• The backstory is fairly terrifying too. Duke Tseldora wasn't exactly that sane of an individual to begin with, having an intense adoration of spiders, but he made a living running the Brightsone mining operations. Eventually, the Duke found a massive hive of parasitic spiders living beneath the earth, and within, found the Writhing Ruin Keeper. He somehow tamed the beast, and gave it the title of his Freja. The spiders were kept at bay, and mining continued. To rouse spirits, Tseldora built a congregation for his miners, and for the most part, it worked. For whatever reason, the parasitic spiders one day turned on the miners, decimating the operation. The Duke simply stood by and watched as the entirety of his troops were overtaken and killed. The lucky ones went undead, and began to feverishly worship the spiders as deities. The unlucky ones were taken over by the spiders, and turned into Parasitic Hollows. It's heavily implied that the Duke let himself die, in order to be with the spiders forever. At the bottom of his mansion in Brightstone Cove, past Freja's chamber you can find his study, Vengarl's body, and the Duke himself, gone fully hollow. Yikes.
  • Go ahead, try setting the music volume to 0 and go somewhere dark like The Gutter or the area before the Duke's Dear Freja boss area. Max out the volume and put on your headphones. Whispers can be heard every now and then. Woe betide to those who try to listen to the voices.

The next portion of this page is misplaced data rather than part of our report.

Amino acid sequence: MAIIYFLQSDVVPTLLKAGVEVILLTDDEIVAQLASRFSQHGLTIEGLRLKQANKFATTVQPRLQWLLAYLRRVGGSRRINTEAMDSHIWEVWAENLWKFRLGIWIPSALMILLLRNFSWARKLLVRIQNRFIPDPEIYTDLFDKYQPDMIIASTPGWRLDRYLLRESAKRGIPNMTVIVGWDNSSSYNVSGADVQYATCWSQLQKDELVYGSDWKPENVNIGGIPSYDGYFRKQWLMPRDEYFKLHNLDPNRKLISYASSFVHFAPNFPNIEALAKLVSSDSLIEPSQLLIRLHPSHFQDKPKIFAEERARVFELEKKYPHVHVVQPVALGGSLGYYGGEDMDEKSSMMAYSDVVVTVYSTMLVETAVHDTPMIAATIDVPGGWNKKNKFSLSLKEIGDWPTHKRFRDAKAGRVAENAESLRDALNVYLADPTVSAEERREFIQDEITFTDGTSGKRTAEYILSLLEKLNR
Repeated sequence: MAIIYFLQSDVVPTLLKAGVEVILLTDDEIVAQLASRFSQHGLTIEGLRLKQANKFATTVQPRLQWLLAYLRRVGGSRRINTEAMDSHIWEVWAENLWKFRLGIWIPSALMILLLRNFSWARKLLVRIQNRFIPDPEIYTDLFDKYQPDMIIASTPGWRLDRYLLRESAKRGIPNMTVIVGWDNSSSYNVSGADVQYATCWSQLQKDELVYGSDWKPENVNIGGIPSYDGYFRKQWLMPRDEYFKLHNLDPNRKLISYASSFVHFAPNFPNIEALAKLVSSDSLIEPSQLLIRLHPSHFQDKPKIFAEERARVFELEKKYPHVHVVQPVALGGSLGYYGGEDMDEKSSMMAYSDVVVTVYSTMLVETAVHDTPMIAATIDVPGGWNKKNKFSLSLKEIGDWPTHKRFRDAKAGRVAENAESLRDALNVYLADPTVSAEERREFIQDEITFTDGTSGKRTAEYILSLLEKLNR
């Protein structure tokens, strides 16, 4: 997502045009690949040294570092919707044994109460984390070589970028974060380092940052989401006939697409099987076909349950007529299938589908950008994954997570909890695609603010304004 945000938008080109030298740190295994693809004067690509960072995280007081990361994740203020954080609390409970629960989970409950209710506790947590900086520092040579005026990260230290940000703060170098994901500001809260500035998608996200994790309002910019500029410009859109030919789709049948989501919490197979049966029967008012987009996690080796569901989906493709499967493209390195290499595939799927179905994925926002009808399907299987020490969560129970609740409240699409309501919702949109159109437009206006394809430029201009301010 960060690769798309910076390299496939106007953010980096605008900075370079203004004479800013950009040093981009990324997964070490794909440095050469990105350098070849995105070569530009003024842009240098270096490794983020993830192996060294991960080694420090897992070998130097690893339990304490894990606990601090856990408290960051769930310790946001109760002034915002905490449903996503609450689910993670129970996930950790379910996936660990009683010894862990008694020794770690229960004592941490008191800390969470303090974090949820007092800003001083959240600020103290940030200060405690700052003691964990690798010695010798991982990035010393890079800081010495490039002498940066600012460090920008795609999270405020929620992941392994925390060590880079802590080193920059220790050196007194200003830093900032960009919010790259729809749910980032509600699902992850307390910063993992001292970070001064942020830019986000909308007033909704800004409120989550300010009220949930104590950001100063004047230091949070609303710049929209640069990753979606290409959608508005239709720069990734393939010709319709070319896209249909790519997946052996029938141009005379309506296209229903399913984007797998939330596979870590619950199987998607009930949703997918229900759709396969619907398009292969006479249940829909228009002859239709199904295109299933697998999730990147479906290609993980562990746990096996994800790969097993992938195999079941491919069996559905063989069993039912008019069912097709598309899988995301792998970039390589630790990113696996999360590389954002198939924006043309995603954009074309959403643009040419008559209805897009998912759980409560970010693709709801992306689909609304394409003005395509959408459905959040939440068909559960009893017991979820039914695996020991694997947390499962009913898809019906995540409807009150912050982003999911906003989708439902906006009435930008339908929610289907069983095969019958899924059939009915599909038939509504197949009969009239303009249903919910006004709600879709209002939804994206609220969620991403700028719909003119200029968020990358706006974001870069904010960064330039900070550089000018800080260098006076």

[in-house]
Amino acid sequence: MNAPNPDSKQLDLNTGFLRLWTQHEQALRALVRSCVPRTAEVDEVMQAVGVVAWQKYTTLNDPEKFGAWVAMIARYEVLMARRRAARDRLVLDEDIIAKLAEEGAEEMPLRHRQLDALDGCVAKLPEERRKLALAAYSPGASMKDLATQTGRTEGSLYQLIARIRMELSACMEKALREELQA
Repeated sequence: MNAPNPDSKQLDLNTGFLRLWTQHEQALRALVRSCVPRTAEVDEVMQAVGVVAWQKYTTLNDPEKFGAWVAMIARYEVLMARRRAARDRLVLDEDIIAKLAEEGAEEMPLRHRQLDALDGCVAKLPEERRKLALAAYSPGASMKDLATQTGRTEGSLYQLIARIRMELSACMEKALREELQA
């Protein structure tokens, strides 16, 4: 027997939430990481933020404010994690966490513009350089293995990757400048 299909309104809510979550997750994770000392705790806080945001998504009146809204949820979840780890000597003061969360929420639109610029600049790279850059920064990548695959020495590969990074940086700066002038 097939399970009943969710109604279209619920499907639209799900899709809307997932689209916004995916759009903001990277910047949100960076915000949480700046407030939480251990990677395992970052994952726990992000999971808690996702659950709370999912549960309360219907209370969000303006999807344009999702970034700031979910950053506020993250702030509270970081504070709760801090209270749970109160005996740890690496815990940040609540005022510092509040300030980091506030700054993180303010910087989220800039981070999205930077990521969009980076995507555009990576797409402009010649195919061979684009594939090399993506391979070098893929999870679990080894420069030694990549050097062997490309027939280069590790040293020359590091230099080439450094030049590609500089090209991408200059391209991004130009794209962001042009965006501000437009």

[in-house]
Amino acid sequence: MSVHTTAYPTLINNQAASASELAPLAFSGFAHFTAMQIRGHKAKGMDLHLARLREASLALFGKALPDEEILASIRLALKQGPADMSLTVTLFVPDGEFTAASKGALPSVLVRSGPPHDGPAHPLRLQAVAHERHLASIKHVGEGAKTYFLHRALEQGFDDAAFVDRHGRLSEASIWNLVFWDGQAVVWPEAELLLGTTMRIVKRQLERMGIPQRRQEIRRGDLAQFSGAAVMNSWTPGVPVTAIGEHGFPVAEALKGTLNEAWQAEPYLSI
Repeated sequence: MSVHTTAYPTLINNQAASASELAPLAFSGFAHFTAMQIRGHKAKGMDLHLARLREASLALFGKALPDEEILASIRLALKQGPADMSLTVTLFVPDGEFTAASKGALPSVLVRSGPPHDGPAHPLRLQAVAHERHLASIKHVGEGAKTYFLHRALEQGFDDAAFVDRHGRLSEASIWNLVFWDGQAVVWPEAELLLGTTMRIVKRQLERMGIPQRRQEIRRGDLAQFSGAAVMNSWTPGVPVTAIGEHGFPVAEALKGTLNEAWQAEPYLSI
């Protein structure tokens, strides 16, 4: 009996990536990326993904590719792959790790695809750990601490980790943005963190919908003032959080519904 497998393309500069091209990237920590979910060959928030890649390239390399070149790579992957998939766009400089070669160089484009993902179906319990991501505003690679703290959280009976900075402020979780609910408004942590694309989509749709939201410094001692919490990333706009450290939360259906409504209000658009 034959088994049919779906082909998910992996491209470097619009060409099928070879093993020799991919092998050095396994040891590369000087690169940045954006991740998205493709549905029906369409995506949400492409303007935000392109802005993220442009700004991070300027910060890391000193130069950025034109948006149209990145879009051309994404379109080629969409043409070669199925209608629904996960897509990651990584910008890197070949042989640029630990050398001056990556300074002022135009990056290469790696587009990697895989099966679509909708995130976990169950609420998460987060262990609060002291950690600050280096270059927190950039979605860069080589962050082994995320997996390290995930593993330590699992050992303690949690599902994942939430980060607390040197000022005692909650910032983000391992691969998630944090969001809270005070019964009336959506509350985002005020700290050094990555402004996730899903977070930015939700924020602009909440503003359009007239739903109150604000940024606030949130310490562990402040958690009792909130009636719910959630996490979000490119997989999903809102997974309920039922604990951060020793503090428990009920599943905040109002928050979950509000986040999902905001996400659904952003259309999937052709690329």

• The first DLC, Crown of the Sunken King, gives us Elana the Squalid Queen. She appears as an emaciated, almost skeletal figure, and seems to be covered in gnarled roots and vines. Similar to Nashandra, mentioned above, everything about her is just wrong. If you read the description for her soul, you'll learn that the similarity to Nashandra is intentional. She's another shard of the Abyss, and she was planning something terrible before you came along.
    • Two out of three voice clips, Elana's greeting is threatening, but delivered in a similar tone as Nashandra has. The last ("You... forever you shall rot") has a masculine tone underlying it, hinting at her true nature as a piece of Manus, Father of the Abyss.
  • Also in the DLC, we are greeted with the Imperfects, monstrous creatures with ridiculously proportioned bodies and gigantic mouths. What the hell are they? Well, from their drops (Petrified Dragon Bone and Dragon Scales) they appear to be an unsuccessful attempt to create dragons.